The Arts Unlimited Building is soon to be demolished after the District of Vanderhoof have deemed it economically irreparable.
“Its beyond repair,” said District of Vanderhoof Mayor Gerry Thiessen.
The District owned building has been out of action since just after Christmas 2010 when it was discovered that the furnace had stopped working.
The community building, which is located on the corner of Victoria and Church Street, was shared by many groups in the community for meetings and events, notably it was used for recreational art programs for kids, headquarters for Vanderhoof Search and Rescue, Nechako Valley Community Theatre and the Figure Skating Club.
It has been the Arts Unlimited centre for the last 15-20 years and before that was known as the old government building.
The District had a number of building inspectors check out the building before deciding not to attempt any repairs or renovations.
“There were a number of concerns with it including there being asbestos in the building … it required us to make a decision that it was not a building that we would be able to work with and that the sooner that we distance ourselves from it and look for other options the better,” said Thiessen.
Dozens of the building users turned up to a regular council meeting on April 27 to hear the first discussion in council about the demise of the building and to look at options for finding a new community space.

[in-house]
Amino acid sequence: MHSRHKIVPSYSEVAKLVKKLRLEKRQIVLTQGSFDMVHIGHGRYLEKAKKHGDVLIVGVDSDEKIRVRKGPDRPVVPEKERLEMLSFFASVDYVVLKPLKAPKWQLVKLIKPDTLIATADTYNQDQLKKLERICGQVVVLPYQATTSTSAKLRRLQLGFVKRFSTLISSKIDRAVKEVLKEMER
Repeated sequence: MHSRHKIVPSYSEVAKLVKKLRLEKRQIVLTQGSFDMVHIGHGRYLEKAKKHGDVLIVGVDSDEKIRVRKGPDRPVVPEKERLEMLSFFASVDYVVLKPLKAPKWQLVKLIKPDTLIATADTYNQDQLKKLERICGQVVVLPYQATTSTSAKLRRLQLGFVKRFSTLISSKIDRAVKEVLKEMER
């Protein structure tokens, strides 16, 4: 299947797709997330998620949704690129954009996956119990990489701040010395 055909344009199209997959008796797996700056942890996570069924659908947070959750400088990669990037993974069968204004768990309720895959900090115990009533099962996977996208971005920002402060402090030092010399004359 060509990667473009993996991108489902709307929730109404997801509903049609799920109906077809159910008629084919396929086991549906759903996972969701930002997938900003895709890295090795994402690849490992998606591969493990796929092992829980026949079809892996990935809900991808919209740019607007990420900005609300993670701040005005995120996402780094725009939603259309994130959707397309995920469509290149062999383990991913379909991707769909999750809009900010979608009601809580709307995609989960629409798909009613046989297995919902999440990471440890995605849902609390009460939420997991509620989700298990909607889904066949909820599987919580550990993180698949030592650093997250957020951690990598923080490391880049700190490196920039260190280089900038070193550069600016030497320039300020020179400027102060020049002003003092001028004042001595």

Two key users of the group, Annerose Georgeson who runs Arts Unlimited, and Chris Mushumanski from Nechako Valley Search and Rescue (NVSR), spoke to council about the dire need for a new community space. Building requirements were also highlighted including the need for an arts space with sinks, a gallery space and board room, four individual artist studio spaces with good natural light, a kiln room, a heated car bay for the NVSR rescue vehicle, storage rooms, and a stage among other things.
In a letter sent to council prior to the meeting, building users expressed their desire for a new, shared community centre.
“The cultural services we provide to Vanderhoof are diverse, and important, and we do this with minimum need for annual support,” it said in the letter.
While most of the user groups have found alternative temporary spaces, finding enough storage space for a lot of the equipment in the building is proving more difficult.
“The encouraging thing is that it appears that all of those users have a place right now – they are in various places – some are out at the fairgrounds and in other buildings around town,” said Thiessen.
Council have decided to strike a committee to work towards a new community space.
“We’re striking a committee and it will be made up of two council people, three of the building users, two members of the public and the regional district representative Jerry Peterson.
“We will get those names approved hopefully at the next council meeting and go through very much a similar process as what we’re going through with the pool committee,” said Thiessen.
A date hasn’t been decided for the demolition of the building yet. All of the asbestos in the building has to be removed before it is taken down.